Peru inaugurates Hunt Oil LNG plant —amid controversy

Hunt Oil of Texas inaugurated its new $3.8 billion liquefied natural gas (LNG) plant at Melchorita Pampa on the Peruvian coast just south of Lima June 10, with President Alan Garcia attending the ceremony. The first shipments of LNG from the plant are scheduled to take place within the next few days, when a specially equipped tanker will set sail for a regasification plant in Baja California, Mexico. Ray Hunt, Hunt Oil’s chief executive, told Dow Jones: “This project will serve as an example to the world that Peru is a very attractive place for foreign investment. Capital can go anywhere in the world with the push of a computer button, but investment capital only goes where it is appreciated.”

The gas is being piped over the Andes to the plant from the Amazonian fields at Camisea, where a Hunt-led consortium won exploitation rights in 2004. Hunt now has a 50% stake in the field, with South Korea’s SK Group, Spain’s Repsol YPF and Japan’s Marubeni Corp. A second, overlapping consortium won rights to build the terminal at Pampa Melchorita.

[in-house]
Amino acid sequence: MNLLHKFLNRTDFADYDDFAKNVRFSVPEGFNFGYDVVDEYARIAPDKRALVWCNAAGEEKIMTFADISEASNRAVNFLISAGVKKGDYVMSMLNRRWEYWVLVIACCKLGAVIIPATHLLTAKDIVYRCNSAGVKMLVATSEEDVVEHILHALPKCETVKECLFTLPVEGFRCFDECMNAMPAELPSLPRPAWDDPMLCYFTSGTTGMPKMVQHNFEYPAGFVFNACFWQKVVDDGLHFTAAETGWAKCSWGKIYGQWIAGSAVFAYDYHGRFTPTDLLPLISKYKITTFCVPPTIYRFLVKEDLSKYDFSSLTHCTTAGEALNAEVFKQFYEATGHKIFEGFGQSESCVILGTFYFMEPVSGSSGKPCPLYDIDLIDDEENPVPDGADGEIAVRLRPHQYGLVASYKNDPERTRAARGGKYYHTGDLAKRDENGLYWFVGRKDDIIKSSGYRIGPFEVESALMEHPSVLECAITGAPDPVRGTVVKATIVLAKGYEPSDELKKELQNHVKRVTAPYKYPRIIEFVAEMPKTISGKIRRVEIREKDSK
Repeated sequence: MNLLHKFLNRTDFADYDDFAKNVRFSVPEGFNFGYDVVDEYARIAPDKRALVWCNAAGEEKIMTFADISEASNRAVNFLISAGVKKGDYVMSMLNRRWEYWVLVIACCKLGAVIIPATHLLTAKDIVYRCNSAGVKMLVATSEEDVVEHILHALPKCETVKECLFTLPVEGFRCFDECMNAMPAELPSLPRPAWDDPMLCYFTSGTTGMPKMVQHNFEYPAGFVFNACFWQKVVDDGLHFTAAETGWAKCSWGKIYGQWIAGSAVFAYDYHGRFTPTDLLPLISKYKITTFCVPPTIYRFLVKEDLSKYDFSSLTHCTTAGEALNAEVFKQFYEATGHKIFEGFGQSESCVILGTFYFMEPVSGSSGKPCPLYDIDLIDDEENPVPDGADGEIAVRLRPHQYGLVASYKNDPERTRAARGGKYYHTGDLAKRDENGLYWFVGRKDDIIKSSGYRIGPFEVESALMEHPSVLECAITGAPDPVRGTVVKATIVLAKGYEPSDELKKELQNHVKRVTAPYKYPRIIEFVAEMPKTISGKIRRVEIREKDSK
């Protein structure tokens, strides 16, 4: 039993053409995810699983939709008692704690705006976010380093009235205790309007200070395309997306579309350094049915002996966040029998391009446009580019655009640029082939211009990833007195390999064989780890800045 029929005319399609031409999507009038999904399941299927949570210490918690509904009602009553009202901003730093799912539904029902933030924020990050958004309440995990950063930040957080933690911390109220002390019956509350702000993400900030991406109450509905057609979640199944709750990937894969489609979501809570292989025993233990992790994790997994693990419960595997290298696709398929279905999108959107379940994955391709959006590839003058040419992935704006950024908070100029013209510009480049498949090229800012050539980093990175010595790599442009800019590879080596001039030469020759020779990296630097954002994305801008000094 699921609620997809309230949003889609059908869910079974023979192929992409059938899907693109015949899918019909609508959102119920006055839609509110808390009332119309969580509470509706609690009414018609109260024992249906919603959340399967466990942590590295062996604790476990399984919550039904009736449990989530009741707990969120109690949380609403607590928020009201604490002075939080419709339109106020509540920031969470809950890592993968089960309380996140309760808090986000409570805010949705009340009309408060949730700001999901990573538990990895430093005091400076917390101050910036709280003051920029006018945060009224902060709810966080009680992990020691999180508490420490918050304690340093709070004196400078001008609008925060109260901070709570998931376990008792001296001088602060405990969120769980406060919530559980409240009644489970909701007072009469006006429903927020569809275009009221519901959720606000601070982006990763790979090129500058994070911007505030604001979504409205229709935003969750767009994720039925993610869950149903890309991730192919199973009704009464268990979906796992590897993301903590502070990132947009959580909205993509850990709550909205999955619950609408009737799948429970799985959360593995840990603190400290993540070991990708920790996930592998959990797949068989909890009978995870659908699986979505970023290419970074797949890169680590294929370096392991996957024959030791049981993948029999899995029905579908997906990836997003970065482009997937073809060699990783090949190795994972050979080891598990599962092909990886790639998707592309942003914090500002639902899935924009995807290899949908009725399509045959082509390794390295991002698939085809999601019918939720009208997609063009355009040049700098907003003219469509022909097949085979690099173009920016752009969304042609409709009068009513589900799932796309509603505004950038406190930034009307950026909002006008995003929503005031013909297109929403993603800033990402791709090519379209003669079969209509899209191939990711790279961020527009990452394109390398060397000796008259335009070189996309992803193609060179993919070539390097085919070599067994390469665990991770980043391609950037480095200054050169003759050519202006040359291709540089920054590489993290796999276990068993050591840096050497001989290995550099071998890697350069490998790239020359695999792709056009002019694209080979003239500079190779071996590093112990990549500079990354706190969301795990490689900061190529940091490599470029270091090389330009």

The government and the terminal consortium say that Camisea contains enough gas both to meet the export contract of 4.2 trillion cubic feet and to supply Peru’s internal needs for 50 years. But when the consortium that operates the gasfield hired consultants to certify the reserves, they found just 8.8 trillion cubic feet. A new study commissioned by the government has raised that by almost 30%, but opponents remain unconvinced. Over 100 companies in Peru are waiting to sign contracts to use the gas, but must wait for the consortium to finish expanding domestic pipelines.

Objections are also raised over the destination of the exported gas. The plant in Mexico is actually still not ready, and may not be for over a year. If Spain’s Repsol, which will handle the exports, ships the gas to Asia or Argentina, it will receive a much higher price and profit than the export contract envisaged.

Exports to Chile are effectively precluded by Peru’s ongoing tensions with its southern neighbor. The government and Repsol insist that no gas will reach Chile—but mayors in towns near the Camisea field called a three-day protest over the issue last month, forcing the government to issue a decree requiring publication of the destination of exports within 48 hours of shipments. (Dow Jones, Bloomberg, Peru LNG press release via PR Newswire, June 10; The Economist, June 3)

See our last posts on Peru and the struggle for the Amazon.

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